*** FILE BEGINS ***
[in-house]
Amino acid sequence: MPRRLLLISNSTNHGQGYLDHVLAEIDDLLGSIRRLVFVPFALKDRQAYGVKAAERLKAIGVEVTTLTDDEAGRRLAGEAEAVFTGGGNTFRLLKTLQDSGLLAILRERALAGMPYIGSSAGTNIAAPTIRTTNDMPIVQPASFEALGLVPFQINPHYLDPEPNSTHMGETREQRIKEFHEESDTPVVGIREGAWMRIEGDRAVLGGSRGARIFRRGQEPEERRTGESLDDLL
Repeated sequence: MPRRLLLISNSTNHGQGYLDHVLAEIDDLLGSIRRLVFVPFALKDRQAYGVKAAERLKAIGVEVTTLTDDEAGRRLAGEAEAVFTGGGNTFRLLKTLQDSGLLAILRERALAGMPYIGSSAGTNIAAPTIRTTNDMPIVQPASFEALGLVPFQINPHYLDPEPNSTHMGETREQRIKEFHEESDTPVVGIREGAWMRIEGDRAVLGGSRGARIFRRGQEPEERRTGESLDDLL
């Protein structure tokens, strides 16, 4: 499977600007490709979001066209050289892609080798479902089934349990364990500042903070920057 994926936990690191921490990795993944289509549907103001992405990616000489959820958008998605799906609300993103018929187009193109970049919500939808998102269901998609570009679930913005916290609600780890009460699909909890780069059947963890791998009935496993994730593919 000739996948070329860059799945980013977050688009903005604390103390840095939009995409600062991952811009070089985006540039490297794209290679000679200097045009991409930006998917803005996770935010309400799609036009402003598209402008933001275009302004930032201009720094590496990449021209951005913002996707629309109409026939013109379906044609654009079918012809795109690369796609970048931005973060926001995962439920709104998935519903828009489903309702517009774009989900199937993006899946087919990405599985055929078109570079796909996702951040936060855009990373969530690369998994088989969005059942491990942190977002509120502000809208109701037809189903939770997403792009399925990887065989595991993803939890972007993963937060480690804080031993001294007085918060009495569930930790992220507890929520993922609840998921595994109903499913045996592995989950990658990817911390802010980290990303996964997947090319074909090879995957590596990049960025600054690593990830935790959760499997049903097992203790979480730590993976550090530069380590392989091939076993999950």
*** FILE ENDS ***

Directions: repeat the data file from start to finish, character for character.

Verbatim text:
[in-house]
Amino acid sequence: MPRRLLLISNSTNHGQGYLDHVLAEIDDLLGSIRRLVFVPFALKDRQAYGVKAAERLKAIGVEVTTLTDDEAGRRLAGEAEAVFTGGGNTFRLLKTLQDSGLLAILRERALAGMPYIGSSAGTNIAAPTIRTTNDMPIVQPASFEALGLVPFQINPHYLDPEPNSTHMGETREQRIKEFHEESDTPVVGIREGAWMRIEGDRAVLGGSRGARIFRRGQEPEERRTGESLDDLL
Repeated sequence: MPRRLLLISNSTNHGQGYLDHVLAEIDDLLGSIRRLVFVPFALKDRQAYGVKAAERLKAIGVEVTTLTDDEAGRRLAGEAEAVFTGGGNTFRLLKTLQDSGLLAILRERALAGMPYIGSSAGTNIAAPTIRTTNDMPIVQPASFEALGLVPFQINPHYLDPEPNSTHMGETREQRIKEFHEESDTPVVGIREGAWMRIEGDRAVLGGSRGARIFRRGQEPEERRTGESLDDLL
């Protein structure tokens, strides 16, 4: 499977600007490709979001066209050289892609080798479902089934349990364990500042903070920057 994926936990690191921490990795993944289509549907103001992405990616000489959820958008998605799906609300993103018929187009193109970049919500939808998102269901998609570009679930913005916290609600780890009460699909909890780069059947963890791998009935496993994730593919 000739996948070329860059799945980013977050688009903005604390103390840095939009995409600062991952811009070089985006540039490297794209290679000679200097045009991409930006998917803005996770935010309400799609036009402003598209402008933001275009302004930032201009720094590496990449021209951005913002996707629309109409026939013109379906044609654009079918012809795109690369796609970048931005973060926001995962439920709104998935519903828009489903309702517009774009989900199937993006899946087919990405599985055929078109570079796909996702951040936060855009990373969530690369998994088989969005059942491990942190977002509120502000809208109701037809189903939770997403792009399925990887065989595991993803939890972007993963937060480690804080031993001294007085918060009495569930930790992220507890929520993922609840998921595994109903499913045996592995989950990658990817911390802010980290990303996964997947090319074909090879995957590596990049960025600054690593990830935790959760499997049903097992203790979480730590993976550090530069380590392989091939076993999950």